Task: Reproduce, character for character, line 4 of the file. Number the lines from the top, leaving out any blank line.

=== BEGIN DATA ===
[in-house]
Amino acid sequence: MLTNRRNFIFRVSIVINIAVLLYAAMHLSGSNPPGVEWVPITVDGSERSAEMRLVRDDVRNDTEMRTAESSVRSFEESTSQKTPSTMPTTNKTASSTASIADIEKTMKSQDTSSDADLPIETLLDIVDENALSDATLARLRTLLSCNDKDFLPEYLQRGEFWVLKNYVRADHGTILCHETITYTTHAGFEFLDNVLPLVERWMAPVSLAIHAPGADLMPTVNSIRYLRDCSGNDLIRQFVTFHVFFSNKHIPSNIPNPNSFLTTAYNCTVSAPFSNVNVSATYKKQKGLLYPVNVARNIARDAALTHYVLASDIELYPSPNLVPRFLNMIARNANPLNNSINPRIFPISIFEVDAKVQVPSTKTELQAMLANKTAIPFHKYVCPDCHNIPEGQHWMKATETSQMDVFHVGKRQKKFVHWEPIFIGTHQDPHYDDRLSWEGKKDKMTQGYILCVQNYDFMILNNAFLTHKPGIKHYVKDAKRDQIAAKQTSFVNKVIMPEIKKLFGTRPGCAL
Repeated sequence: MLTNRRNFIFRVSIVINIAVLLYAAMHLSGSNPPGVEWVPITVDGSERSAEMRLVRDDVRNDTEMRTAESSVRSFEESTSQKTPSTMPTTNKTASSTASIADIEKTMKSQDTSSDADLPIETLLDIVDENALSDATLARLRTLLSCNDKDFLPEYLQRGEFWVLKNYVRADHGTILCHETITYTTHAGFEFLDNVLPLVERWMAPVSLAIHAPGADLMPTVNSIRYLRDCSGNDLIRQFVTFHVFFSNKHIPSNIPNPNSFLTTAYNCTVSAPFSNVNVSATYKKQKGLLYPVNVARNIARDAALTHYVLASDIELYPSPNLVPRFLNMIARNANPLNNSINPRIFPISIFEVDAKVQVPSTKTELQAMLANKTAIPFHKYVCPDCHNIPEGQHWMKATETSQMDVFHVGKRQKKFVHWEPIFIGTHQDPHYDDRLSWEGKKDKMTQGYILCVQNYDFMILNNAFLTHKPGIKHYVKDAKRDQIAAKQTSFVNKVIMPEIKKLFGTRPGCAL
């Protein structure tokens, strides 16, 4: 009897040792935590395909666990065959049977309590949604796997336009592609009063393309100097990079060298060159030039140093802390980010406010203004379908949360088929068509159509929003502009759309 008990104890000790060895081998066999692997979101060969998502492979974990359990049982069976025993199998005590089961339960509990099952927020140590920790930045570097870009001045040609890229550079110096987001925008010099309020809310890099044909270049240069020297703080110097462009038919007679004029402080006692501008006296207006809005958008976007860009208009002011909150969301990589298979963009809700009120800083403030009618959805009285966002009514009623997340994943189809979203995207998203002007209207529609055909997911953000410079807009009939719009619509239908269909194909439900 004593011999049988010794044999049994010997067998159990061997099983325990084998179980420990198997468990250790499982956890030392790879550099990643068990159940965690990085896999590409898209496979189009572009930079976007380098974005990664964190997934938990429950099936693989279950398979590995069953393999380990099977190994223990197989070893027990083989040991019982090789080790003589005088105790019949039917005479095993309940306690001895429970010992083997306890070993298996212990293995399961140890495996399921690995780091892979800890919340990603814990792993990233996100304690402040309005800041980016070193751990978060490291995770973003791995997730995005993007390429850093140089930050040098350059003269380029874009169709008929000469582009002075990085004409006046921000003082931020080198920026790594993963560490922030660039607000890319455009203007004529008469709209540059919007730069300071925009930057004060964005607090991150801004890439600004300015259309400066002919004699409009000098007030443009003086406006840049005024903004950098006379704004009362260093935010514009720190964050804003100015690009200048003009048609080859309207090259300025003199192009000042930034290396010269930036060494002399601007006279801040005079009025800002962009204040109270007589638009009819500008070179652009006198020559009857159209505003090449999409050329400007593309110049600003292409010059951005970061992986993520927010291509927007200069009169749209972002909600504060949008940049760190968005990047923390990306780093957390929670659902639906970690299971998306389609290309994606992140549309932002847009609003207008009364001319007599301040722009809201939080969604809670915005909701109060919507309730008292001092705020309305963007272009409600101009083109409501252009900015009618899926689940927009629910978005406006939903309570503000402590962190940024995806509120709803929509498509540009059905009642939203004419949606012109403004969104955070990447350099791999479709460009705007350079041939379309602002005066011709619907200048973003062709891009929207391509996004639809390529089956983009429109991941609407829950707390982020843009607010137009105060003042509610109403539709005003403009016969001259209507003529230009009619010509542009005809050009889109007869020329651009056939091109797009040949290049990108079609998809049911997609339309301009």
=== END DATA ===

């Protein structure tokens, strides 16, 4: 009897040792935590395909666990065959049977309590949604796997336009592609009063393309100097990079060298060159030039140093802390980010406010203004379908949360088929068509159509929003502009759309 008990104890000790060895081998066999692997979101060969998502492979974990359990049982069976025993199998005590089961339960509990099952927020140590920790930045570097870009001045040609890229550079110096987001925008010099309020809310890099044909270049240069020297703080110097462009038919007679004029402080006692501008006296207006809005958008976007860009208009002011909150969301990589298979963009809700009120800083403030009618959805009285966002009514009623997340994943189809979203995207998203002007209207529609055909997911953000410079807009009939719009619509239908269909194909439900 004593011999049988010794044999049994010997067998159990061997099983325990084998179980420990198997468990250790499982956890030392790879550099990643068990159940965690990085896999590409898209496979189009572009930079976007380098974005990664964190997934938990429950099936693989279950398979590995069953393999380990099977190994223990197989070893027990083989040991019982090789080790003589005088105790019949039917005479095993309940306690001895429970010992083997306890070993298996212990293995399961140890495996399921690995780091892979800890919340990603814990792993990233996100304690402040309005800041980016070193751990978060490291995770973003791995997730995005993007390429850093140089930050040098350059003269380029874009169709008929000469582009002075990085004409006046921000003082931020080198920026790594993963560490922030660039607000890319455009203007004529008469709209540059919007730069300071925009930057004060964005607090991150801004890439600004300015259309400066002919004699409009000098007030443009003086406006840049005024903004950098006379704004009362260093935010514009720190964050804003100015690009200048003009048609080859309207090259300025003199192009000042930034290396010269930036060494002399601007006279801040005079009025800002962009204040109270007589638009009819500008070179652009006198020559009857159209505003090449999409050329400007593309110049600003292409010059951005970061992986993520927010291509927007200069009169749209972002909600504060949008940049760190968005990047923390990306780093957390929670659902639906970690299971998306389609290309994606992140549309932002847009609003207008009364001319007599301040722009809201939080969604809670915005909701109060919507309730008292001092705020309305963007272009409600101009083109409501252009900015009618899926689940927009629910978005406006939903309570503000402590962190940024995806509120709803929509498509540009059905009642939203004419949606012109403004969104955070990447350099791999479709460009705007350079041939379309602002005066011709619907200048973003062709891009929207391509996004639809390529089956983009429109991941609407829950707390982020843009607010137009105060003042509610109403539709005003403009016969001259209507003529230009009619010509542009005809050009889109007869020329651009056939091109797009040949290049990108079609998809049911997609339309301009």